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Synopsis

The 1965 Canada-United States Automotive Trade agreement fundamentally reshaped relations between the automotive business and the state in both countries and represented a significant step toward the creation of an integrated North American economy. Breaking from previous conceptions of the agreement as solely a product of intergovernmental negotiation, Dimitry Anastakis's Auto Pact argues that the 'big three' auto companies played a pivotal role - and benefited immensely - in the creation and implementation of this new automotive regime. With the border effectively erased by the agreement, the pact transformed these giant enterprises into truly global corporations.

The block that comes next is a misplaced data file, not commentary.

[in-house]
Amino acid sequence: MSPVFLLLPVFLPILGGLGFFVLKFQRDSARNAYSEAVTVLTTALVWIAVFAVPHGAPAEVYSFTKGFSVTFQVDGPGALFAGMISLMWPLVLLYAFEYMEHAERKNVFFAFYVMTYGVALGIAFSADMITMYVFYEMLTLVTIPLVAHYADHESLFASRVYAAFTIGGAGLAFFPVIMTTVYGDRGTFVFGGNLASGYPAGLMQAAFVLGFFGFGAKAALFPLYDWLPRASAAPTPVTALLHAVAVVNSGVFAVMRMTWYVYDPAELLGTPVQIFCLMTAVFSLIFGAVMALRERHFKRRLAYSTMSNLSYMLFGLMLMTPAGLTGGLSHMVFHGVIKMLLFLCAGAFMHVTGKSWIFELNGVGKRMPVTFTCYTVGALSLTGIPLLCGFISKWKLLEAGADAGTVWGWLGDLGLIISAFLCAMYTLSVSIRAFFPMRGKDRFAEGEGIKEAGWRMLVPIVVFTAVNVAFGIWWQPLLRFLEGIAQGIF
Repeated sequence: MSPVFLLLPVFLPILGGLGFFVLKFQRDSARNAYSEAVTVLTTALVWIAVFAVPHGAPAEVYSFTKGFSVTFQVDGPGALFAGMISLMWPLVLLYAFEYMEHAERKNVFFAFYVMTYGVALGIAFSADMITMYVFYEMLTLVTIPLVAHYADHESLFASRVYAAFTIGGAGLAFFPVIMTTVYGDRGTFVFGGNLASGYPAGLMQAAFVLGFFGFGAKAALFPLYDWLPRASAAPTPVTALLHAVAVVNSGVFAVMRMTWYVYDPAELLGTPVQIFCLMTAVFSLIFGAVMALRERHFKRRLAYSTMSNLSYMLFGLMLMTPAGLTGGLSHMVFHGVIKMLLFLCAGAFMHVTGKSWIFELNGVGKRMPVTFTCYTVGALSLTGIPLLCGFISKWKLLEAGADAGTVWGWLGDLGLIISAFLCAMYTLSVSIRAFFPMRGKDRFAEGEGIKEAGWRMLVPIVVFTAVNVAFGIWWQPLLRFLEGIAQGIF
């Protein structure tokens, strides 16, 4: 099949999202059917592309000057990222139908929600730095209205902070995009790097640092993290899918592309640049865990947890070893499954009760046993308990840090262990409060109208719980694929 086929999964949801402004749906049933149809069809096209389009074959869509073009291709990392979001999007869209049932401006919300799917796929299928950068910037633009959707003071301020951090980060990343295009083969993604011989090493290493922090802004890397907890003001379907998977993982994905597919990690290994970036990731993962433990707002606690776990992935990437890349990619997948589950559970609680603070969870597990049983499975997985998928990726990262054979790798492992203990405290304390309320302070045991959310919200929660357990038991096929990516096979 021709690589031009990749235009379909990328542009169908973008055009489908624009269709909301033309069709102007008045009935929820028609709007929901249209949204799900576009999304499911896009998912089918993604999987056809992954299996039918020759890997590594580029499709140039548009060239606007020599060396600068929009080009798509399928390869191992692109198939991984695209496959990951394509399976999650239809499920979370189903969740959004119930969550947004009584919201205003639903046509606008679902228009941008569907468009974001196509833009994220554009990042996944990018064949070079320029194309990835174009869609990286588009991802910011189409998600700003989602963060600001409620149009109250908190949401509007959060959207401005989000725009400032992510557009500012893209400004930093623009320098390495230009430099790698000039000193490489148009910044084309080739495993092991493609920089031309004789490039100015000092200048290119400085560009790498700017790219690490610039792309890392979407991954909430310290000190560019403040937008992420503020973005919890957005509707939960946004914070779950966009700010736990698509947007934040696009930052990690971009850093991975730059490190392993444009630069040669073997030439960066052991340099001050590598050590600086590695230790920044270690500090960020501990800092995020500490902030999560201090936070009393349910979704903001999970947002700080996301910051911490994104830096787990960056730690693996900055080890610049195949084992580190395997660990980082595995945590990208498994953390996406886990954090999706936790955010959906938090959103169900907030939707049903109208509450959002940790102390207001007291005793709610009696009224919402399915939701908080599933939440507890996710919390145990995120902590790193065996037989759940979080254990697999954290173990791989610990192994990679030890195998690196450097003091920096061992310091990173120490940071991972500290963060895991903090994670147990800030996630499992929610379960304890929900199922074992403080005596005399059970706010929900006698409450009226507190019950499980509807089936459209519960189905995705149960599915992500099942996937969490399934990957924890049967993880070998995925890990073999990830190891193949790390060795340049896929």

Drawing from newly released archival sources, Anastakis demonstrates that, for Canada's automotive policy makers, continentalism was a form of economic nationalism. Although the deal represented the end of any notion of an indigenous Canadian automotive industry, significant economic gains were achieved for Canadians under the agreement. Anastakis provides a fresh and alternative view of the auto pact that places it firmly within contemporary debates about the nature of free trade as well as North American - and, indeed, global - integration. Far from being a mere artefact of history, the deal was a forebearer to what is now known as 'globalization.'

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